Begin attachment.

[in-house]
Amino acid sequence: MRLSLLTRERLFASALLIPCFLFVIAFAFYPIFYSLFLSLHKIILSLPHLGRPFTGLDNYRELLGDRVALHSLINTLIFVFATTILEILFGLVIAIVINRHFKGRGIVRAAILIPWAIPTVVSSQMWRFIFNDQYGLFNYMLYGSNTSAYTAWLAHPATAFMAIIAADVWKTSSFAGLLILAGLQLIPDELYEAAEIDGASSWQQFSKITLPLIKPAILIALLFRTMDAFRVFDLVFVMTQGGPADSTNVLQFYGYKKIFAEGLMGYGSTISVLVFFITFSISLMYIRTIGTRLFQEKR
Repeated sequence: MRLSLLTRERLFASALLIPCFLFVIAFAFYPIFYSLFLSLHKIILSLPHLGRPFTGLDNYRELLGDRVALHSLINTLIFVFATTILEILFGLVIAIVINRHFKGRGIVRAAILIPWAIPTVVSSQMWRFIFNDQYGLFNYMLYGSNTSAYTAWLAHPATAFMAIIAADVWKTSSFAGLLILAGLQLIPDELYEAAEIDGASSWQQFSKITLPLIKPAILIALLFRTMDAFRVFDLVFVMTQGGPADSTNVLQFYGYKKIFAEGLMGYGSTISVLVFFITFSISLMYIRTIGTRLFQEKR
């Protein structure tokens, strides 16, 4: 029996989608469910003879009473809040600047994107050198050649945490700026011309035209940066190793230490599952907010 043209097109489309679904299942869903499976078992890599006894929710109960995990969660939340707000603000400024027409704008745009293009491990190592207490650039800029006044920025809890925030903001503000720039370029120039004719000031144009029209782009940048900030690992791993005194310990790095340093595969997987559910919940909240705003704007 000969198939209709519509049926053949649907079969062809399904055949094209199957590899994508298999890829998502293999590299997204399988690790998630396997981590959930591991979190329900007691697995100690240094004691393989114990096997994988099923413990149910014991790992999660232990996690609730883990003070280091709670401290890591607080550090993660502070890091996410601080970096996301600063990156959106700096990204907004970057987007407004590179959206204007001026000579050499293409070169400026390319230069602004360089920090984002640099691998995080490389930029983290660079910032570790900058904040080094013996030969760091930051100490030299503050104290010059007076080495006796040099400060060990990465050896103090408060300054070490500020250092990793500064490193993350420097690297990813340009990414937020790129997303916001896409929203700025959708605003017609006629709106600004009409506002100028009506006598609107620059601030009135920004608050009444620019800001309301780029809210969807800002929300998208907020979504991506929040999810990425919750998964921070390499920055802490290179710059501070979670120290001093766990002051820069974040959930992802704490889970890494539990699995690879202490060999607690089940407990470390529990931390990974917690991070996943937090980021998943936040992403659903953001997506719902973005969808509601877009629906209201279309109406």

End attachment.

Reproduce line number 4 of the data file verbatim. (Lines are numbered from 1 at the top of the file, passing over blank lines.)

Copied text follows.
């Protein structure tokens, strides 16, 4: 029996989608469910003879009473809040600047994107050198050649945490700026011309035209940066190793230490599952907010 043209097109489309679904299942869903499976078992890599006894929710109960995990969660939340707000603000400024027409704008745009293009491990190592207490650039800029006044920025809890925030903001503000720039370029120039004719000031144009029209782009940048900030690992791993005194310990790095340093595969997987559910919940909240705003704007 000969198939209709519509049926053949649907079969062809399904055949094209199957590899994508298999890829998502293999590299997204399988690790998630396997981590959930591991979190329900007691697995100690240094004691393989114990096997994988099923413990149910014991790992999660232990996690609730883990003070280091709670401290890591607080550090993660502070890091996410601080970096996301600063990156959106700096990204907004970057987007407004590179959206204007001026000579050499293409070169400026390319230069602004360089920090984002640099691998995080490389930029983290660079910032570790900058904040080094013996030969760091930051100490030299503050104290010059007076080495006796040099400060060990990465050896103090408060300054070490500020250092990793500064490193993350420097690297990813340009990414937020790129997303916001896409929203700025959708605003017609006629709106600004009409506002100028009506006598609107620059601030009135920004608050009444620019800001309301780029809210969807800002929300998208907020979504991506929040999810990425919750998964921070390499920055802490290179710059501070979670120290001093766990002051820069974040959930992802704490889970890494539990699995690879202490060999607690089940407990470390529990931390990974917690991070996943937090980021998943936040992403659903953001997506719902973005969808509601877009629906209201279309109406």